Fighting is what matters. All those days that I felt lazy, got called lazy, had eyes rolled at me, and so on, on those days, I wasn’t just laying around, I wasn’t just sitting in silence for no reason.
I was fighting.
I fight every day.
Some days are worse than others. Some days I get through it and some days I lose the fight.
But I have to remind myself that no matter how hopeless the battle feels, I have to always keep fighting.
Jared Padalecki did a campaign called always keep fighting. Had some merchandise made and it is truly a phrase that I live by. It’s a phrase that I’m going to get tattooed on me, it’s a phrase that is in my social media bios, that I tweet out, that I say to myself at least twice a day, that I have written on pieces of paper and post it notes in my room, it’s a phrase that quite honestly might have saved my life.
Dealing with your mental health, no matter what you might be fighting, it could be one thing, or three things, it doesn’t matter, as long as you keep fighting it. Because you’re strong enough too. Because you can get through the worst of days, and you can keep going.
Because you are not alone. Because you are worth it.
Taking care of ourselves mentally is as important, if not more important, as taking care of ourselves physically. It’s not easy, it’s really, really, freaking hard.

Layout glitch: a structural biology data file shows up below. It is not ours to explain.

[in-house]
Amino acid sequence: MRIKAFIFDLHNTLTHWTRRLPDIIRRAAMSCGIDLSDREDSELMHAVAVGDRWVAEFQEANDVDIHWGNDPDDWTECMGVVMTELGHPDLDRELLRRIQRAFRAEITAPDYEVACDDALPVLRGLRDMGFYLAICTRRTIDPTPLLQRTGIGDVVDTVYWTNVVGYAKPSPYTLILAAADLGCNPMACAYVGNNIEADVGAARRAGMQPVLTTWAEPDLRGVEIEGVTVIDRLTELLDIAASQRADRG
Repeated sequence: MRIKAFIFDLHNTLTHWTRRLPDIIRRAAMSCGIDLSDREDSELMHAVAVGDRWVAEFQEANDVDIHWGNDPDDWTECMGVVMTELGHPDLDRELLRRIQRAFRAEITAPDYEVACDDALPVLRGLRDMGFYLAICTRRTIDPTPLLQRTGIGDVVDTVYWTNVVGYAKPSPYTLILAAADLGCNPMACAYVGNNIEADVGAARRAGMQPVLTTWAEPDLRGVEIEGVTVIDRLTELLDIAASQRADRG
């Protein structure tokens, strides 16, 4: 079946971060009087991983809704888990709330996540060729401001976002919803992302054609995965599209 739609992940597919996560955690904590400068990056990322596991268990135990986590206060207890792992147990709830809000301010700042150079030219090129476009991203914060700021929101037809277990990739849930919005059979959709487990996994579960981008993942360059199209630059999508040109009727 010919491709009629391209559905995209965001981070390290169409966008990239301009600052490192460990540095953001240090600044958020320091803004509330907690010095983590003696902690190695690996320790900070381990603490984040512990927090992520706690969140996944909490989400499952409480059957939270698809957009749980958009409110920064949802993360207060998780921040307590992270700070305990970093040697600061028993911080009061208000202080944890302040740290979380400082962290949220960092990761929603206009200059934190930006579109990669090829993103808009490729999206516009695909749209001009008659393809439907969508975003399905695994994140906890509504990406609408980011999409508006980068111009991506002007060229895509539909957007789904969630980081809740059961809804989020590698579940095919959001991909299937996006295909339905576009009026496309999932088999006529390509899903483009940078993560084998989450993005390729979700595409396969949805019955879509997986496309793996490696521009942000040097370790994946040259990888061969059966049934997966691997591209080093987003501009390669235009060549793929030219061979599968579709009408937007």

But pound for pound, day after day, the fight is always worth it, you WILL come out on the other side.
So if you’re having a hard time accepting what you’re feeling, if you’re having a hard time understanding, if you’re feeling all alone in your battle, if you’re questioning what the point of dealing with it is, if you’re questioning its validity, I’m telling you that your feelings are valid, your battle is worth fighting, you’re not alone, you are worth it, and you must always, always, always, keep fighting.
If you ever feel like you need to talk, want some tips or just someone to listen, my DM’s both twitter and Instagram are always open. There are many organizations with resources, books to read to see how others are coping, and so much more. Reach out, talk about it, your mental health is important, and so are you.